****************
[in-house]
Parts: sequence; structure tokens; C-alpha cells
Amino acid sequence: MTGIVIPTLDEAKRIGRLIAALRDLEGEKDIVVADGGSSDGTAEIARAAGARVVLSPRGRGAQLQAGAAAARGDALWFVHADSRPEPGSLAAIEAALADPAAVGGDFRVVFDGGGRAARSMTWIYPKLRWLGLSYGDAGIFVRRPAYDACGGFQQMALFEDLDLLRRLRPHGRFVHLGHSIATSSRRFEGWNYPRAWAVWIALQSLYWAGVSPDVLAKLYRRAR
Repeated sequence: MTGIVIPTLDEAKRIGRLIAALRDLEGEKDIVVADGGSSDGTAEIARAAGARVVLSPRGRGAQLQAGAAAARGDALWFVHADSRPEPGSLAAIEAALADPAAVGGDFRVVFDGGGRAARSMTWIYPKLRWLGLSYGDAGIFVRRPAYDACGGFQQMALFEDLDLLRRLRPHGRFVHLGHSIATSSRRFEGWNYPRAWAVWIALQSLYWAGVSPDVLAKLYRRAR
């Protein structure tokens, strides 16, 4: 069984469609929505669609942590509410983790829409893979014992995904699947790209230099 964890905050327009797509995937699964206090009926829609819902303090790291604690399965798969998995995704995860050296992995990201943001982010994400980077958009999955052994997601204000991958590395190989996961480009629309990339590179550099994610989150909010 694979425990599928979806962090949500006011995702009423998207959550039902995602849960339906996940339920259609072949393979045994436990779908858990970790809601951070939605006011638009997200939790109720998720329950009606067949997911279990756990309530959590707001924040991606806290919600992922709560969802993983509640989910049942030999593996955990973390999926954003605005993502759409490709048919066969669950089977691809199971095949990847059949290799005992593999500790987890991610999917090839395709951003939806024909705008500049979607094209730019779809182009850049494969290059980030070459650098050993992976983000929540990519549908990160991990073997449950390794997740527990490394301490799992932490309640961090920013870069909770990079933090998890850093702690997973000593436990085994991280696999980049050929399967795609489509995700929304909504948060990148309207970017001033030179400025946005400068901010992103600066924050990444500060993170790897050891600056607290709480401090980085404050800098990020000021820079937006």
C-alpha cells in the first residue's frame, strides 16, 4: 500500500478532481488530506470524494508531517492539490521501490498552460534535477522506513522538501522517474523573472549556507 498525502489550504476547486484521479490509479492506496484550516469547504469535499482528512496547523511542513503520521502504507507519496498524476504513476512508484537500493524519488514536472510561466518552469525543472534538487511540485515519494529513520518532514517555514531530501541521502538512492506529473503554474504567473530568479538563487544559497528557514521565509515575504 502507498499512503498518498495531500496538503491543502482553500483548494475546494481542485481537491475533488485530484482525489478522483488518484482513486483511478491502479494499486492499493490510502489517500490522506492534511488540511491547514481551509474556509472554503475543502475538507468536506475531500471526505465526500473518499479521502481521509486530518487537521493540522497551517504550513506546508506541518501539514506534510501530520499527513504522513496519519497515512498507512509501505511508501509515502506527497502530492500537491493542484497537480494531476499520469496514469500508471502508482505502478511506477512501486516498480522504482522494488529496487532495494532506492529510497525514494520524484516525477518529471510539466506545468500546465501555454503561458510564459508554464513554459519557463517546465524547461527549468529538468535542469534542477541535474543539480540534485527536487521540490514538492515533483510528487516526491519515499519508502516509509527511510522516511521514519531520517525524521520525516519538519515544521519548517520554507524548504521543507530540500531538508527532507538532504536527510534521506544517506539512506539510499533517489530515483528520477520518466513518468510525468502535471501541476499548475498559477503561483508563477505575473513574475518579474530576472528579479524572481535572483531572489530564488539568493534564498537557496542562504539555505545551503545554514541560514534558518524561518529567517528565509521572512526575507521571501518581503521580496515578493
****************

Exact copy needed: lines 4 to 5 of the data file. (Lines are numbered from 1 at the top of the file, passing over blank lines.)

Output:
Repeated sequence: MTGIVIPTLDEAKRIGRLIAALRDLEGEKDIVVADGGSSDGTAEIARAAGARVVLSPRGRGAQLQAGAAAARGDALWFVHADSRPEPGSLAAIEAALADPAAVGGDFRVVFDGGGRAARSMTWIYPKLRWLGLSYGDAGIFVRRPAYDACGGFQQMALFEDLDLLRRLRPHGRFVHLGHSIATSSRRFEGWNYPRAWAVWIALQSLYWAGVSPDVLAKLYRRAR
């Protein structure tokens, strides 16, 4: 069984469609929505669609942590509410983790829409893979014992995904699947790209230099 964890905050327009797509995937699964206090009926829609819902303090790291604690399965798969998995995704995860050296992995990201943001982010994400980077958009999955052994997601204000991958590395190989996961480009629309990339590179550099994610989150909010 694979425990599928979806962090949500006011995702009423998207959550039902995602849960339906996940339920259609072949393979045994436990779908858990970790809601951070939605006011638009997200939790109720998720329950009606067949997911279990756990309530959590707001924040991606806290919600992922709560969802993983509640989910049942030999593996955990973390999926954003605005993502759409490709048919066969669950089977691809199971095949990847059949290799005992593999500790987890991610999917090839395709951003939806024909705008500049979607094209730019779809182009850049494969290059980030070459650098050993992976983000929540990519549908990160991990073997449950390794997740527990490394301490799992932490309640961090920013870069909770990079933090998890850093702690997973000593436990085994991280696999980049050929399967795609489509995700929304909504948060990148309207970017001033030179400025946005400068901010992103600066924050990444500060993170790897050891600056607290709480401090980085404050800098990020000021820079937006």